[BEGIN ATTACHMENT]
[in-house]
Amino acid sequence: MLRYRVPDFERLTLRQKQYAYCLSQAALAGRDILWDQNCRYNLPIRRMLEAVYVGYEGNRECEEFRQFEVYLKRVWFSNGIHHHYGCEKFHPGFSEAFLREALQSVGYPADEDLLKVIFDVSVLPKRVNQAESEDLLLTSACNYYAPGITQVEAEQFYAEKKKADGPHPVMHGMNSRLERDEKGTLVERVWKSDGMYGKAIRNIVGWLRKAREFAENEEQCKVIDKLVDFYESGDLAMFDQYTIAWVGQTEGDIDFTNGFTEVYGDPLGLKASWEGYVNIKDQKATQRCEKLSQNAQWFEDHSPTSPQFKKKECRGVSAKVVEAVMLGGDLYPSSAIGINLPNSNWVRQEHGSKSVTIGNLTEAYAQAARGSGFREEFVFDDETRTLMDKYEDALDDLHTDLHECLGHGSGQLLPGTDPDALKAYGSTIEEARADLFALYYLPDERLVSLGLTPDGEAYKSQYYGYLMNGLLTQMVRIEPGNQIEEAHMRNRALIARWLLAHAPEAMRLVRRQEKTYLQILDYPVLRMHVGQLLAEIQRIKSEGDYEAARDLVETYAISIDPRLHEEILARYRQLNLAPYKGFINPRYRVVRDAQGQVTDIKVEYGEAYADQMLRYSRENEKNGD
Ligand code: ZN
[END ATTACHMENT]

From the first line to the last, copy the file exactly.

[in-house]
Amino acid sequence: MLRYRVPDFERLTLRQKQYAYCLSQAALAGRDILWDQNCRYNLPIRRMLEAVYVGYEGNRECEEFRQFEVYLKRVWFSNGIHHHYGCEKFHPGFSEAFLREALQSVGYPADEDLLKVIFDVSVLPKRVNQAESEDLLLTSACNYYAPGITQVEAEQFYAEKKKADGPHPVMHGMNSRLERDEKGTLVERVWKSDGMYGKAIRNIVGWLRKAREFAENEEQCKVIDKLVDFYESGDLAMFDQYTIAWVGQTEGDIDFTNGFTEVYGDPLGLKASWEGYVNIKDQKATQRCEKLSQNAQWFEDHSPTSPQFKKKECRGVSAKVVEAVMLGGDLYPSSAIGINLPNSNWVRQEHGSKSVTIGNLTEAYAQAARGSGFREEFVFDDETRTLMDKYEDALDDLHTDLHECLGHGSGQLLPGTDPDALKAYGSTIEEARADLFALYYLPDERLVSLGLTPDGEAYKSQYYGYLMNGLLTQMVRIEPGNQIEEAHMRNRALIARWLLAHAPEAMRLVRRQEKTYLQILDYPVLRMHVGQLLAEIQRIKSEGDYEAARDLVETYAISIDPRLHEEILARYRQLNLAPYKGFINPRYRVVRDAQGQVTDIKVEYGEAYADQMLRYSRENEKNGD
Ligand code: ZN